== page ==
With shot to begin again, Jenkins regains footing Conditional qualifier for Senior Tour, rookie leads State Farm by 1

Senior Classic

July 04, 1998|By Don Markus | Don Markus,SUN STAFF

There was a 12-year gap between the end of his lackluster career on the PGA Tour and the beginning of his new life on the Senior Tour. In that time, Tom Jenkins worked as a club pro and helped putting guru Dave Pelz start his nationally known short-game schools.

Jenkins didn't think much about continuing a career that had produced one victory and memories such as leading the 1972 U.S. Open at Pebble Beach after five holes and playing in the 1976 Masters, the result of his two-shot victory over Johnny Miller the previous year in Philadelphia.

Last summer, as his 50th birthday was fast approaching, Jenkins was not in any shape to try qualifying for the Senior Tour. He had tendinitis in his right elbow after suffering from a similar condition in his left elbow. But one of his old college friends from the University of Houston, Bob McFadden, kept calling him, encouraging Jenkins to give it a try.

"I couldn't prepare. I couldn't hit a lot of golf balls," said Jenkins. "One day in the middle of September, I woke up one morning and the tendinitis was gone. I crammed a year's worth of work into two months."

With McFadden carrying his bag, Jenkins finished 10th at the Senior Tour's Qualifying School to gain conditional status for the current season. He has gone from Monday qualifying to being the first or second alternate.

After three straight top-10 finishes, Jenkins took a step toward becoming a fully exempt player for at least a year when he shot a 7-under par 65 yesterday to take the first-round lead in the inaugural $1.25 million State Farm Senior Classic at Hobbit's Glen Golf Club in Columbia.

Jenkins leads reigning U.S. Senior Open champion Graham Marsh by one stroke. Three players -- two-time Senior major winner and two-time PGA champion Dave Stockton, Tom Shaw and Terry Dill -- are two shots behind at 5-under par 67.

Lee Trevino is one of four players at 4-under par 68 and Hale Irwin, the Senior Tour's leading money-winner, is one of eight at 3-under-par 69. More than half the field -- 41 of the 78 who started -- finished under par. Included in that group was Arnold Palmer, who birdied his last three holes just to get there to 1-under.

"I got off to a bad start," Palmer, 68, said after finishing his third straight round under par after not shooting under par all year. "I missed a number of short putts and a number of shots. I was disappointed, no question about it. I felt confident coming in. The good news is that [my game] picked up and reared its head again."

It seemed as if Jenkins didn't miss anything yesterday, either on the green or from the fairway.

After making three birdies on the front nine and then saving par with a recovery shot through some tree branches on the #F 325-yard 12th hole, Jenkins made four straight birdies beginning on the 13th.

On each of the first three holes -- two par-4s and a par-5 -- Jenkins hit his approach within a foot of the cup, the first two with 7-irons and the third with a pitching wedge. After hitting a 6-iron to 15 feet on the par-3 16th hole, Jenkins made another birdie putt.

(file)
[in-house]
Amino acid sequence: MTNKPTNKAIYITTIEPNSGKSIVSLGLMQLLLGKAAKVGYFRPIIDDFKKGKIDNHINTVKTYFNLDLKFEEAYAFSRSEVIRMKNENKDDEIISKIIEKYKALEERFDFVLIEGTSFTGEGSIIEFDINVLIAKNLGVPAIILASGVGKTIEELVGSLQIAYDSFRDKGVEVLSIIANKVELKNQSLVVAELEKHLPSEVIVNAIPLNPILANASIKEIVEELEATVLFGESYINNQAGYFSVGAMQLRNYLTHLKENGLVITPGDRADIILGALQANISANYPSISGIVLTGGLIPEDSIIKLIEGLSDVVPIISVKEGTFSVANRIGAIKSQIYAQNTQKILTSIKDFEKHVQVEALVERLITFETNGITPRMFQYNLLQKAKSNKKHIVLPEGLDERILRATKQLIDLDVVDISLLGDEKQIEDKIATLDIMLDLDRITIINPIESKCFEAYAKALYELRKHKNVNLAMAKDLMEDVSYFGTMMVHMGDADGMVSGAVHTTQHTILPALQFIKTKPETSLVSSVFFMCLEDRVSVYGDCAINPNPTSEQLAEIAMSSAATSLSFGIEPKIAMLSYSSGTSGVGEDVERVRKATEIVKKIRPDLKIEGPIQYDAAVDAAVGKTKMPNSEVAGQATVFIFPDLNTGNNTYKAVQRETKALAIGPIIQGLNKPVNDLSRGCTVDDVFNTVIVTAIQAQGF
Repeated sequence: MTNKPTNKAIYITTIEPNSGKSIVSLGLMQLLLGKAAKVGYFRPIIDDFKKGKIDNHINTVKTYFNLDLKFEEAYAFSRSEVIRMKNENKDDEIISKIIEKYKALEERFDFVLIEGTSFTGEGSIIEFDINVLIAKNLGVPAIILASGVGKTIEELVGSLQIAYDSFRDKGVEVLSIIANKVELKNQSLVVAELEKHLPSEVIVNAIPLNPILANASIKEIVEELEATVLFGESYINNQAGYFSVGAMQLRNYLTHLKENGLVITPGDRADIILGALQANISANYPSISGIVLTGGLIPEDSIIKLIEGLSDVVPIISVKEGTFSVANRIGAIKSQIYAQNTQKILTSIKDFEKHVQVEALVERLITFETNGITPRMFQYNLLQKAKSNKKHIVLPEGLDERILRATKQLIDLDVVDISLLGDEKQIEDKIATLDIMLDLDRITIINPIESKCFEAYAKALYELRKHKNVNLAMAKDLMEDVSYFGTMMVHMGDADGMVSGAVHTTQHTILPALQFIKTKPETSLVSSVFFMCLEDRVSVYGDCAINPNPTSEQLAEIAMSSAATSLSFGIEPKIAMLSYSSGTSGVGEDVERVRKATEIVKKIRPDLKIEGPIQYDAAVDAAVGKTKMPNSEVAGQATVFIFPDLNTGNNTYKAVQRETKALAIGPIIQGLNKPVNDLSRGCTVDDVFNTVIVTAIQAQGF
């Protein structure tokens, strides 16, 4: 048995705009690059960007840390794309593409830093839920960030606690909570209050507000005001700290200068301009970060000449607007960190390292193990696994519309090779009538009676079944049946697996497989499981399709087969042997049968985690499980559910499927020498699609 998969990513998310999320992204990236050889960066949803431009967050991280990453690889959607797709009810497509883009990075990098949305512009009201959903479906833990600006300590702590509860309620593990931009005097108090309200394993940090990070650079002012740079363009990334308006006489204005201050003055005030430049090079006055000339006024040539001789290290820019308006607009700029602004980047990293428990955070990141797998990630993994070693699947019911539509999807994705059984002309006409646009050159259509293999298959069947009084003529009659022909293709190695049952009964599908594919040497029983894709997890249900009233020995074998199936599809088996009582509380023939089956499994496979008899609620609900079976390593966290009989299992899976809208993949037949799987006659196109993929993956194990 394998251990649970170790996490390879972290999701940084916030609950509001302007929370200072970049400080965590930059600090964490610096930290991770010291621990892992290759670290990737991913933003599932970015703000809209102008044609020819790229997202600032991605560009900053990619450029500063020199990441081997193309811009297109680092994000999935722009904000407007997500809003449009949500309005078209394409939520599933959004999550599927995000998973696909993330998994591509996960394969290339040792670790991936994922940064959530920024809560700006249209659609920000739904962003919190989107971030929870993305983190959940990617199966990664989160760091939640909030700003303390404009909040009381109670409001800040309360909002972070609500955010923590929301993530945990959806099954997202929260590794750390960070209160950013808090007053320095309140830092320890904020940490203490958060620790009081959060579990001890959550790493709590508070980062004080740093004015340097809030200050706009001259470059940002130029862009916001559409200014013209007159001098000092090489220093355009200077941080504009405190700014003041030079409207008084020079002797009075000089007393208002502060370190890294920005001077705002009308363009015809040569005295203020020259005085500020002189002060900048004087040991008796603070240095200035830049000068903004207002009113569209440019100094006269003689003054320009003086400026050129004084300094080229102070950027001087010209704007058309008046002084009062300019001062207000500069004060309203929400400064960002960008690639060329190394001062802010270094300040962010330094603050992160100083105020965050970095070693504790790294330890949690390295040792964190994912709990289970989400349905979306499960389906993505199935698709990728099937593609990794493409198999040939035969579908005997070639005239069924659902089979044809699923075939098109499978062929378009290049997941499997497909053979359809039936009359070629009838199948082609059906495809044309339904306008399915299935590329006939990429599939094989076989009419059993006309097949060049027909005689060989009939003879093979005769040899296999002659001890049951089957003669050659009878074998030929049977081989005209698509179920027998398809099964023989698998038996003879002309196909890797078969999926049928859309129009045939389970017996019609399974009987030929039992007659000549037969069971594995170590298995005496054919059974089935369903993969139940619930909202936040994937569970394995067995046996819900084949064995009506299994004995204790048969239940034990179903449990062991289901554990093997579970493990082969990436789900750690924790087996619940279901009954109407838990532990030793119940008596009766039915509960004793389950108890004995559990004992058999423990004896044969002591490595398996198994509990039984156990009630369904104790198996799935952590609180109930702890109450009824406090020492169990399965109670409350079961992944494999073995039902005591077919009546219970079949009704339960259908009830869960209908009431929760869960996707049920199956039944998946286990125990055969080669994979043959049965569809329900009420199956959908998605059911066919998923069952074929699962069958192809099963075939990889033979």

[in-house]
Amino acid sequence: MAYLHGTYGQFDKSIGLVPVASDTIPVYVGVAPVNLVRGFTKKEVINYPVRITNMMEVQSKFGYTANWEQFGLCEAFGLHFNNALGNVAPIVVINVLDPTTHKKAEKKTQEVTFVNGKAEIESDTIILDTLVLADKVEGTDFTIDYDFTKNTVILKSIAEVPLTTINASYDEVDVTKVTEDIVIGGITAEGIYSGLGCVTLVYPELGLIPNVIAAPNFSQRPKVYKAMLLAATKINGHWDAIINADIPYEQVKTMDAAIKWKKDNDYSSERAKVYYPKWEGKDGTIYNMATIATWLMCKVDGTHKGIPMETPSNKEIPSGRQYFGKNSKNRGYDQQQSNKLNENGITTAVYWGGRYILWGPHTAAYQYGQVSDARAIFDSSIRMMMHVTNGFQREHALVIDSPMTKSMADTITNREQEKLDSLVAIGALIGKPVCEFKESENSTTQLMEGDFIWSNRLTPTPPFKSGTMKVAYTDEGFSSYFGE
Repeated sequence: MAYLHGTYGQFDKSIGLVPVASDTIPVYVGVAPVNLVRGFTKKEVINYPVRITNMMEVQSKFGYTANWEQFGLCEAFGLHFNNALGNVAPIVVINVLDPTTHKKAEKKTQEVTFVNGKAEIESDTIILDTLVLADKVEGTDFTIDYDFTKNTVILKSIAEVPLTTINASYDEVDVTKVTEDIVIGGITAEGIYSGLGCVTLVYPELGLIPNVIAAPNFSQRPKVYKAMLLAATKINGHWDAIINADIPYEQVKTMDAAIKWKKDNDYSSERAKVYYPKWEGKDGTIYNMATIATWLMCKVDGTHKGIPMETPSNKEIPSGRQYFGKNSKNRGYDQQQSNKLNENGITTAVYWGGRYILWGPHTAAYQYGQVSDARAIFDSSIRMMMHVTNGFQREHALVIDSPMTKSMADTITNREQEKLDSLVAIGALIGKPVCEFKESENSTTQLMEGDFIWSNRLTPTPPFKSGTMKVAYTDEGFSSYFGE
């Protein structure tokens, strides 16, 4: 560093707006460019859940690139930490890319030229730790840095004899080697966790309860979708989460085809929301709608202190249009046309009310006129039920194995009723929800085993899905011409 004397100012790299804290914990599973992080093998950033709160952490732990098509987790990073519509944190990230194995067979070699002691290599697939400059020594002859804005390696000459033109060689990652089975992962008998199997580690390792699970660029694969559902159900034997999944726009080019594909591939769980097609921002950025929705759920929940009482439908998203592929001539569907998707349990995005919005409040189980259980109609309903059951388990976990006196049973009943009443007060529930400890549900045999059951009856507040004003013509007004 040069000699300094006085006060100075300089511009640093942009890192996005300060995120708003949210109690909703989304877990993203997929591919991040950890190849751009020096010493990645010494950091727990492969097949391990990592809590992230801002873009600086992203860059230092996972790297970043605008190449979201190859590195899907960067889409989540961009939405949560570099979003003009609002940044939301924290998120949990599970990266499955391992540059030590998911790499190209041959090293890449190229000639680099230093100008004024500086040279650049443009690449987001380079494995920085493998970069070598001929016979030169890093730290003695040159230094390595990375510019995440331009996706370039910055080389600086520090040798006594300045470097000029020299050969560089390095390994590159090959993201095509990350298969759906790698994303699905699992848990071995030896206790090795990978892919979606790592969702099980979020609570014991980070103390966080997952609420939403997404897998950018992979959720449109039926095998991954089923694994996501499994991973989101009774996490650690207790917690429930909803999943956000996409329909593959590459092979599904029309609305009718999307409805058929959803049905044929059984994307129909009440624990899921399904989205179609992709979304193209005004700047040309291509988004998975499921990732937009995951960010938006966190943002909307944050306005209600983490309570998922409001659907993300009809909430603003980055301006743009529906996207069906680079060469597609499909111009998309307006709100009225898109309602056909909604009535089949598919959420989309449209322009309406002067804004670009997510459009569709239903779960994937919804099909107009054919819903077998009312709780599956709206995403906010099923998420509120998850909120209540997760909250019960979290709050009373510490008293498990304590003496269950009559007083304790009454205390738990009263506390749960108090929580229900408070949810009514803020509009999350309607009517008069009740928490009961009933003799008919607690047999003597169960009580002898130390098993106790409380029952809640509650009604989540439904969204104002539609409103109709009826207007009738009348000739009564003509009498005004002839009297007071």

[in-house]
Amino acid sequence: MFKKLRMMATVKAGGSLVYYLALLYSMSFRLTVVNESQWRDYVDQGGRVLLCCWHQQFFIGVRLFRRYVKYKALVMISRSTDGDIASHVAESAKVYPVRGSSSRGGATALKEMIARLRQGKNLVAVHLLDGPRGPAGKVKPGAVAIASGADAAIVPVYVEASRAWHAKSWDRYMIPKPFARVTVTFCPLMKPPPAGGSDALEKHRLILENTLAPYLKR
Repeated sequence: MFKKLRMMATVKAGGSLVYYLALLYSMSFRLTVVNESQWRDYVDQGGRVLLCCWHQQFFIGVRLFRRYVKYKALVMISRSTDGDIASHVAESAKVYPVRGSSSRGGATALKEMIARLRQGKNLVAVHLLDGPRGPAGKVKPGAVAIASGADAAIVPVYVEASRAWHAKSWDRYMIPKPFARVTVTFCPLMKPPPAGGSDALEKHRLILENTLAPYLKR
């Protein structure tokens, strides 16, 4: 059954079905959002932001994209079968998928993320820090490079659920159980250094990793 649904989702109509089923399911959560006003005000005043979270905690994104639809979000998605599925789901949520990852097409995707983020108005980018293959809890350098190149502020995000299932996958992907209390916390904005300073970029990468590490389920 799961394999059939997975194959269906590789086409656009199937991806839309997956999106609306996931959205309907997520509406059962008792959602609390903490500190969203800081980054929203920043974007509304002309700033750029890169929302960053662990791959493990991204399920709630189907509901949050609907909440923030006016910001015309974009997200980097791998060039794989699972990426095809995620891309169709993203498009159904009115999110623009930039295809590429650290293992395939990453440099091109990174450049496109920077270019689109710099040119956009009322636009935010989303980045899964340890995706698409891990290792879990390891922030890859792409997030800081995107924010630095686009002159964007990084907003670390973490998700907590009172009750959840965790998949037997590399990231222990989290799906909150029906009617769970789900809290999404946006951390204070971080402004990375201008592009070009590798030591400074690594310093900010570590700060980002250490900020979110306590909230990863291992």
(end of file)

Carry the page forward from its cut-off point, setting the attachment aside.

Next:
"It was as good as I've seen anybody hit middle irons since I've been on the tour," said Dill, whose own round included a spectacular approach shot on the 18th hole, when he hit 3-wood from 255 yards to within three feet and made the putt for eagle.

It equaled Jenkins' best score of the year, which came in the opening round of the AT&T Canadian Senior Open two weeks ago. There, Jenkins led after each of the first two rounds. He tied for second a week after tying for seventh and a week before he ZTC tied for eighth.

"I could've won the last two events if things would have gone right at the right time," said Jenkins, a former college teammate of fellow Senior Tour rookie John Mahaffey. "Sometimes you have to let the subconscious take over and let things go."

Jenkins already has had some thrills as a Senior Tour rookie. He got to play the final round of a tournament in Philadelphia in May with Jack Nicklaus and the first round of a tournament in Pittsburgh last month with Palmer.

"Playing with those guys, you start thinking, 'I can do this,' " said Jenkins, who made a total of $471,242 in 13 years on the PGA Tour.

One of the reasons Jenkins quit the PGA Tour in 1985 was because he and his former wife were trying to raise their then 4-year old daughter back home in Texas. The marriage ended two years ago, and his daughter, Melani Anne, is now in college.

"I felt like I wasn't out there 100 percent," said Jenkins, whose best year was in 1981, when he earned $78,127. "Now I've got no responsibilities. Certainly, winning anywhere would be wonderful. I'm doing what I want to do. I'm where I want to be."

His rookie year was nearly detoured by a cancer scare in January. Five years ago, Jenkins noticed a bump protruding over his left eyebrow. When the bump continued to enlarge, Jenkins had it checked out. It was a sarcoma, a malignant soft-tissue tumor.

"It wasn't life-threatening," said Jenkins, who had the tumor removed as an outpatient before undergoing 33 radiation treatments. "I don't want to make a big deal about it. I don't want people coming up to me and saying they feel sorry for me."

If he continues to play the way he did yesterday, they might be offering Jenkins something else: congratulations on his first Senior Tour victory.

Senior Classic

The leader . . .

Tom Jenkins 65 . . .

and selected followers

Graham Marsh 66

Terry Dill 67

Dave Stockton 67

Tom Shaw 67

Lee Trevino 68

Hale Irwin 69

Pub Date: 7/04/98

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